Hey, there are two of us! We should form a club!
I’ve seen organizations decide to direct their patrons to their FB pages for information, and then ignore their carefully curated and logically laid out web sites. (Like musical organizations, public service orgs, and others.) All the while their own members are posting additional junk, jokes, cartoons, comments, and the like to their FB page, which normally should never be seen by “customers.”. And of course FB never posts a page the same way twice, and the utility of a web presence is lost.
Ditto. If someone asks me why I’m not on Twitter, I jokingly say it is because I’m not a twit. BTW, I think Twitter should actually be renamed “Tweeter” since that describes it properly.
Does anyone know if and when “removed” metadata is definitely unrecoverable or not? I’ve used the (downloadable) command line “exiftool” utility to remove metadata but (if you read enough) you are warned that the metadata hasn’t been deleted from the file. I did not read the explanation of how it’s recovered. I assume Facebook, Google, and Twitter would find your moved (and not removed) metadata if it is easily automated. I am aware that there is a command line tool (qpdf) that can be used to make such changes permanent for pdf files.
My photos are stored in the iCloud Photo Library. I do like having an approximate location stored with them, However, for ‘private locations’ (homes, offices, etc.) , I go into the info window on Mac Apple Photos and change the location to a nearby landmark such as a park.
After I do that, if I accidentally share it with the location, the result is pretty harmless.
Facebook is a quite wonderful resource. It lets me keep in touch with literally hundreds of people I wouldn’t otherwise and be part of their daily lives in a way simply impossible otherwise. So, no, giving up Facebook is not an option.* What is an option is trying to limit the amount of intrusiveness the company can manage, especially since they seem to be run by the 21st century version of the East German Stasi (slogan: “Yes, that’s a microphone. That is too. Also, your children work for us.”). One of the reasons I stay with Apple is that the company – despite a lot of failures – does seem to have a genuine commitment to some level of privacy, as opposed to FB’s commitment to getting everything they can, no matter how.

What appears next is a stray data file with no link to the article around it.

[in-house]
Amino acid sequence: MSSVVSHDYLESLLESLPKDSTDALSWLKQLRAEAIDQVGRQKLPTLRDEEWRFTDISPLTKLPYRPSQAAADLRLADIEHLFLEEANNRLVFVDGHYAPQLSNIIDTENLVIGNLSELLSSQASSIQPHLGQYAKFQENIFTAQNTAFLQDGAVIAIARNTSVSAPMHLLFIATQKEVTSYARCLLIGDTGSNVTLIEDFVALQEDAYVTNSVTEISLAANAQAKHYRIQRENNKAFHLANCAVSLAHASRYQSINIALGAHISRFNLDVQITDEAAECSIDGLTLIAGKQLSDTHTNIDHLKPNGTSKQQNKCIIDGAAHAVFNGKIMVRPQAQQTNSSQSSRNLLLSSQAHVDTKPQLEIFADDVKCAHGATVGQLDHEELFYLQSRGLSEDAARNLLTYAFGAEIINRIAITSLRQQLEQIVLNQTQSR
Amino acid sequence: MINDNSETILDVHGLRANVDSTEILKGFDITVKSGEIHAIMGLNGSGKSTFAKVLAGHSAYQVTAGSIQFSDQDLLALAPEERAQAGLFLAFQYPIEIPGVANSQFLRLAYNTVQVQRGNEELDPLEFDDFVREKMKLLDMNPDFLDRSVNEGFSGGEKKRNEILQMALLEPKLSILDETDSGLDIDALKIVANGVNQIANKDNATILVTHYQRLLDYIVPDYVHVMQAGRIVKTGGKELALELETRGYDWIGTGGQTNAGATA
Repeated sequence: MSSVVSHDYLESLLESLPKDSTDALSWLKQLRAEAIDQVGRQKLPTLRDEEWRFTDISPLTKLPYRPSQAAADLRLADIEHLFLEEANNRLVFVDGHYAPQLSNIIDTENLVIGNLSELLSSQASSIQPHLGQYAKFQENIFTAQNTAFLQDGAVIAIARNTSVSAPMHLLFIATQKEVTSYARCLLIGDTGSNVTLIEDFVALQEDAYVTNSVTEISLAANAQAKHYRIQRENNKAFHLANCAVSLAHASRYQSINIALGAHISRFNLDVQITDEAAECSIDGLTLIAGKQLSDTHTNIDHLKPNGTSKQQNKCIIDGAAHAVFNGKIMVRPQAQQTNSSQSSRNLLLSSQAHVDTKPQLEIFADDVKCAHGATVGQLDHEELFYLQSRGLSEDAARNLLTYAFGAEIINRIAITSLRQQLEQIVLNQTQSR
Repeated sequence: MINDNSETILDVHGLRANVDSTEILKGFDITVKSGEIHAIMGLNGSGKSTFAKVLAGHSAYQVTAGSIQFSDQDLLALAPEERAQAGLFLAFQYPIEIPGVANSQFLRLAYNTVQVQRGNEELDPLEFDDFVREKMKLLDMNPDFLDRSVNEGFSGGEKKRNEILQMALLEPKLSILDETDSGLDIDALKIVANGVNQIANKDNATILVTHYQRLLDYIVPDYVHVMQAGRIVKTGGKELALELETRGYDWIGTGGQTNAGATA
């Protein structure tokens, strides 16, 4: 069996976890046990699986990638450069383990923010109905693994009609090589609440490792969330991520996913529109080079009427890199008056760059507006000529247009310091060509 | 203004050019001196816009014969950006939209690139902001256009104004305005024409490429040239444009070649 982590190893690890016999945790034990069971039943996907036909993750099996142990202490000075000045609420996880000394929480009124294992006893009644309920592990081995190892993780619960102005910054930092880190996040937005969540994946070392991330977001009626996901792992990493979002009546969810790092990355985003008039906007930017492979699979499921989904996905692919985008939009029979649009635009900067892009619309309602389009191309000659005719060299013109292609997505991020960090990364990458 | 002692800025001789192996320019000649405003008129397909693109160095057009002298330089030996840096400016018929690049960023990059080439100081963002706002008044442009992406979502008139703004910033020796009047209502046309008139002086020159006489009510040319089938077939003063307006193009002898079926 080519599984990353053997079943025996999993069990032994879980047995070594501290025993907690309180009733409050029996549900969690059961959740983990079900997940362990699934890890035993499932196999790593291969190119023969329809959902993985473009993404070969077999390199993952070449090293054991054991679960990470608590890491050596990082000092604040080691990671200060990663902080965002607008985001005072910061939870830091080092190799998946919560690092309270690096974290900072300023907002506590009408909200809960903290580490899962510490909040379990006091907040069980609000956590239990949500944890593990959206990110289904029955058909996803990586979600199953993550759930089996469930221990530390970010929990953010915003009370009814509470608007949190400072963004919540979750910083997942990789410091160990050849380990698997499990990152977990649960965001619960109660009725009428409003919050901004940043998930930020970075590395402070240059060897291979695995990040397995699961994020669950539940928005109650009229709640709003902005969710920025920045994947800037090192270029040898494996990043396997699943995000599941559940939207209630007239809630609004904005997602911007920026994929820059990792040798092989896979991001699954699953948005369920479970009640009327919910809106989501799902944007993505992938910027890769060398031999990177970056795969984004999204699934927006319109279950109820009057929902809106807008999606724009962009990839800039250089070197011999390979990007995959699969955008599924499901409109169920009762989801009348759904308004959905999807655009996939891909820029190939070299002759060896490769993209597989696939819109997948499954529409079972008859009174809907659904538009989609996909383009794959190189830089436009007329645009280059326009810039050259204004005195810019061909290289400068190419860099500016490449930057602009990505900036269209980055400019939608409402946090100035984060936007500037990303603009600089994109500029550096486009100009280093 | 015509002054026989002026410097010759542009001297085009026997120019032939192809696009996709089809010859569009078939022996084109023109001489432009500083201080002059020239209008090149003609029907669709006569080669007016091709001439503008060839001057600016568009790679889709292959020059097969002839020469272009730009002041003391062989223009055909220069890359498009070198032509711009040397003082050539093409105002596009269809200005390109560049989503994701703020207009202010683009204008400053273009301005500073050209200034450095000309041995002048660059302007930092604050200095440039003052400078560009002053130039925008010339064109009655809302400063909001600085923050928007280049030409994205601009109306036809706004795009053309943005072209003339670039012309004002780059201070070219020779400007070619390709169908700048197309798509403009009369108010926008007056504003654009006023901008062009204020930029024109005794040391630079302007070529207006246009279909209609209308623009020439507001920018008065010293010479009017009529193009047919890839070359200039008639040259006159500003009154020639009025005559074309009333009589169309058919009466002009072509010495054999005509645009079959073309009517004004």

*Telling me I’m wrong about this will not be a useful reply.
Settings > Privacy > Location Services > Camera > Never
Yep, but as I said:
I think that points out to the lack of regulation of what is allowed and not allowed for companies to do… I have even read about the need to have a decoy media presence if you use a work phone if the US Border Agents inquire into your phone…
Every employer is different, but mine has a very simple policy. You’re not allowed to put personal content on a company-issued phone. If law enforcement insists on accessing it, you give them the phone number for the company’s security department and let them make the decisions.
Personally, I think this is a good rule even if your employer isn’t that strict. It’s never a good idea to use company equipment for personal purposes, because your employer has a legal right to access anything you store on their equipment and you probably don’t want them to have access to at least some of your personal information.
I asked above if removing the exif data (metadata) was a reversible operation (no one answered) and apparently I misunderstood the exiftool documentation as I now believe the removed metadata is only recoverable if you do not overwrite and keep the original file. (I don’t know if I read sloppily or if it’s sloppy doc.)
Anyway, other free options for removing metadata that I just found (but haven’t fully used) are exifcleaner (github download) which is a drag-and-drop macOS gui that uses exiftool and removes all metadata (and overwrites files). This webpage image scrubber removes metadata from photos but you can download the webpage and run it locally (offline via index.html) to ensure privacy.
Yes, removing metadata is a lossy process—take it out and it’s gone forever unless you’ve retained an unmodified copy.
For the Mac, perhaps the best option for images is PhotoShrinkr since it removes all exif data when it shrinks photos while maintaining image quality.